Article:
Invasive Species Compendium

Detailed coverage of invasive species threatening livelihoods and the environment worldwide

Abstract Full Text

A summary of the effects of climate change on Ontario's aquatic ecosystems.

Abstract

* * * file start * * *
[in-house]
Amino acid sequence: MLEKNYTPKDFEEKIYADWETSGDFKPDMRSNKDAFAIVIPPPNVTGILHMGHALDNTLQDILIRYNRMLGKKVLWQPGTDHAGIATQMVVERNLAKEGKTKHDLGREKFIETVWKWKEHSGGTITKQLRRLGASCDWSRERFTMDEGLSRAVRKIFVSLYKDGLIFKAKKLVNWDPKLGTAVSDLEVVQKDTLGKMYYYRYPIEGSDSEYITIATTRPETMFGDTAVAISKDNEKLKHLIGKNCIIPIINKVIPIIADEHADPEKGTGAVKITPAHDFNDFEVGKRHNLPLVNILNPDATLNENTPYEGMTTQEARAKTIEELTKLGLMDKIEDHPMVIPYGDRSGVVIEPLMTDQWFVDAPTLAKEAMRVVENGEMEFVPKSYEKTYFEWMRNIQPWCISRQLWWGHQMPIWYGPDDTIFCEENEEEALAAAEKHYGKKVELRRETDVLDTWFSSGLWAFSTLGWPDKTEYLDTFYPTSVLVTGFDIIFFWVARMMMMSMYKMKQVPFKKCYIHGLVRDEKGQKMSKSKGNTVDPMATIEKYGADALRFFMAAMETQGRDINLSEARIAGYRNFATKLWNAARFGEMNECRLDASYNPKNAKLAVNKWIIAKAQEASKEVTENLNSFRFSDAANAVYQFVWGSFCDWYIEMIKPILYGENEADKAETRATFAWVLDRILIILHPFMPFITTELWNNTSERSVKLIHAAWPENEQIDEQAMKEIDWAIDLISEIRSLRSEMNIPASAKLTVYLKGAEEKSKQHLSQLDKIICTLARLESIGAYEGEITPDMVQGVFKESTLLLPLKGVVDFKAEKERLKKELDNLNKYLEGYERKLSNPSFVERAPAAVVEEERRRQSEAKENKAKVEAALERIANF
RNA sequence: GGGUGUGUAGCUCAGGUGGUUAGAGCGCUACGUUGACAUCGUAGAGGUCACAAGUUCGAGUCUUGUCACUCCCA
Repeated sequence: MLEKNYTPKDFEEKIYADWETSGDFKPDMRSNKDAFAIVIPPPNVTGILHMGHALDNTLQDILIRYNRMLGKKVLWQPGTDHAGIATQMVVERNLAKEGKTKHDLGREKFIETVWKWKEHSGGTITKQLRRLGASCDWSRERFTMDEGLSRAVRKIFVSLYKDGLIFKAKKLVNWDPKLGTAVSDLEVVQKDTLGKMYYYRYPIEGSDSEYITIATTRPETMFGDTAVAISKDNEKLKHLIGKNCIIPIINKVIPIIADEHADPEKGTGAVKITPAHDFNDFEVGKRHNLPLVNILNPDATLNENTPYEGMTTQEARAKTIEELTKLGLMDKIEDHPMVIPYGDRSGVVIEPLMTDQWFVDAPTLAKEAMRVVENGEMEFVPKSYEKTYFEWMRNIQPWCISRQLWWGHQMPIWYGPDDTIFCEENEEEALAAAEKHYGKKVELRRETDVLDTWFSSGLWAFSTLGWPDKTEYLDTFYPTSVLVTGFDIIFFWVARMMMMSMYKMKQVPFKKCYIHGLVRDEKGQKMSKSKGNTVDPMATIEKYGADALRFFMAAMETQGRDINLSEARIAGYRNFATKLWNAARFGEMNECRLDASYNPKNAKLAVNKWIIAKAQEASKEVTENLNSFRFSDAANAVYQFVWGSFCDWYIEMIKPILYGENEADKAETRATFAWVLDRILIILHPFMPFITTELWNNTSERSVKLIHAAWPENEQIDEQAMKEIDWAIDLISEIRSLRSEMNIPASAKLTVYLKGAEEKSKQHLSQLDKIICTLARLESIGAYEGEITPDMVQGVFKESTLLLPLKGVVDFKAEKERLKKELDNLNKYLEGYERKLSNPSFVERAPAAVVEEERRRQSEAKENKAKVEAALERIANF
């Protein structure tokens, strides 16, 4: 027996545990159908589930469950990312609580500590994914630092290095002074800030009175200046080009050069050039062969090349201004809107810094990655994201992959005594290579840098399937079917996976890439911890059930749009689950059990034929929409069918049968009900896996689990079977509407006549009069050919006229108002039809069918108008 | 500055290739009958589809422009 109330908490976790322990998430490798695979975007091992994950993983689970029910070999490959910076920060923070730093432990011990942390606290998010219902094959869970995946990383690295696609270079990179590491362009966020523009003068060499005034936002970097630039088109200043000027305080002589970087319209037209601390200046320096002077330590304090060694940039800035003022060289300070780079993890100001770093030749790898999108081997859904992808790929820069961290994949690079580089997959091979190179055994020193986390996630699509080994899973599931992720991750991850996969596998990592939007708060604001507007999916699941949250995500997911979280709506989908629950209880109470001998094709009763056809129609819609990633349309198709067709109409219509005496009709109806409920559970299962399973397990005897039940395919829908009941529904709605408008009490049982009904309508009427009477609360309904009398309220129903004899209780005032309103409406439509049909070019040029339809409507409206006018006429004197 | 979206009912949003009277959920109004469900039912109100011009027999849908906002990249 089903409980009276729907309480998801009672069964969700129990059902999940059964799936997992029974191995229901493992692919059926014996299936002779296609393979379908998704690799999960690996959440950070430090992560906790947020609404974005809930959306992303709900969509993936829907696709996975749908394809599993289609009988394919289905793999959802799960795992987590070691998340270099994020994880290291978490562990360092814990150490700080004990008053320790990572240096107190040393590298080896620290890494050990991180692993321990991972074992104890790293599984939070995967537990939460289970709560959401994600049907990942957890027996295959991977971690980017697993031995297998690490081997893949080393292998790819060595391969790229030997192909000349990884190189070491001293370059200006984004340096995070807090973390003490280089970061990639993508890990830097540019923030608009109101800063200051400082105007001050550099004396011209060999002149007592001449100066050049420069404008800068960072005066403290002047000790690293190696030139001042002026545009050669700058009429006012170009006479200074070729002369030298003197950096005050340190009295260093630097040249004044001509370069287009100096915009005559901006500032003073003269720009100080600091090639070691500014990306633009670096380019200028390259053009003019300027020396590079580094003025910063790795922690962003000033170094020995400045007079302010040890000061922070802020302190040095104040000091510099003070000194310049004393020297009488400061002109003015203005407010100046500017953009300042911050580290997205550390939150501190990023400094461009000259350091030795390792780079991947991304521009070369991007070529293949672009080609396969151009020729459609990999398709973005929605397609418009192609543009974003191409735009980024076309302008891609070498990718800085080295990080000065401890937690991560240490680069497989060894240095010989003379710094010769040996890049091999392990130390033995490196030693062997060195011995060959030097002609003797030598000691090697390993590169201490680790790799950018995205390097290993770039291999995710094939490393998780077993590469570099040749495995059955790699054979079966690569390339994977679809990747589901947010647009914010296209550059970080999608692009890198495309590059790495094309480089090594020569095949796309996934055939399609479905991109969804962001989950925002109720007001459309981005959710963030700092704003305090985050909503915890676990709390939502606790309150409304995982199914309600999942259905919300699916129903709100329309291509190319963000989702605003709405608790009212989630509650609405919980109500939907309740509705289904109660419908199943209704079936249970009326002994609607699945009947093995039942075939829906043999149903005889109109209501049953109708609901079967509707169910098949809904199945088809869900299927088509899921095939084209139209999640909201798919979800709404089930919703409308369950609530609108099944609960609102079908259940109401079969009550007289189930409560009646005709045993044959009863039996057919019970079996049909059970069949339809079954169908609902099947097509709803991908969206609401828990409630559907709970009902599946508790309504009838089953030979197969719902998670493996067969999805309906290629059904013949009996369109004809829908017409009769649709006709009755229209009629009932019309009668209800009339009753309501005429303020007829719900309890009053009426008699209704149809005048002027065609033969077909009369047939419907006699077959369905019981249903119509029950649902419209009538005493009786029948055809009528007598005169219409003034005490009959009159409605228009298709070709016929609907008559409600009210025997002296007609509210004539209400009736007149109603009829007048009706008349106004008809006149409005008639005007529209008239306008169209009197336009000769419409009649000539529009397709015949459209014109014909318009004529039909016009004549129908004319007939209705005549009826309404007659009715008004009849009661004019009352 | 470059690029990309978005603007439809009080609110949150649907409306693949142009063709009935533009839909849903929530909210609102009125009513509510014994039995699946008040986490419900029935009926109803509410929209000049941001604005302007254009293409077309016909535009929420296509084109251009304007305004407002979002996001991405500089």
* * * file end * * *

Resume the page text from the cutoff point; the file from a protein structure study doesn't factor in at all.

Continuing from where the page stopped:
Climate change will alter Ontario's aquatic ecosystems as a result of increases in air and water temperature, decreases in ice and snow cover, and changes in the timing and amount of precipitation. These changes will affect the hydrological cycle by altering the flow of water and water chemistry. Threats to freshwater fauna include nutrient enrichment, hydrological modifications, habitat degradation and loss, pollution, and the spread of invasive species. A changing climate and increasing levels of ultraviolet light pose additional risks that add to existing threats. The combination of changes in land use, habitat, and climate present a serious challenge to the long-term integrity and health of aquatic ecosystems. Since fish are cold-blooded, increases in water temperature will affect their distribution, growth, reproduction, and survival. The habitat and productivity for coldwater species, such as lake trout (Salvelinus namaycush) and brook trout (Salvelinus fontinalis), may decline substantially with increased air and water temperatures. Coolwater fishes likely will respond to climate change in a variety of ways. For example, in the case of walleye (Sander vitreus) in central and northern Ontario, warming may increase available habitat. Overall, model projections suggest a northward shift in the location of the walleye fishery. Many warmwater fishes are projected to benefit from warmer water temperatures. For example, smallmouth bass (Micropterus dolomieu), which reach the northern extent of their range in Ontario, may expand northward as warmer water temperatures facilitate increased growth and recruitment. A northward expansion of warmwater fish species will disrupt the life history strategies of cool- and coldwater fish species. Commercial and recreational harvest opportunities for lake trout, brook trout, and perhaps walleye will decline, particularly in southern Ontario. Although these losses may be offset somewhat by increased opportunities to harvest warmwater species, the expected changes in fish communities will bring a variety of social and economic challenges. To meet these challenges, an adaptive approach to fisheries and aquatic ecosystem management in Ontario is needed. Known and potential climate change effects must be incorporated into existing fisheries management plans and strategic plans will need to be revisited to ensure that they reflect anticipated changes. Given the importance of understanding the range of potential climate change effects on aquatic assets, it is essential that management agencies and organizations identify and apply appropriate effective mitigation and adaptive management strategies. This report reviews and summarizes the known and potential effects of climate change on Ontario's aquatic ecosystems and on the life history of selected coldwater, coolwater, and warmwater fish species.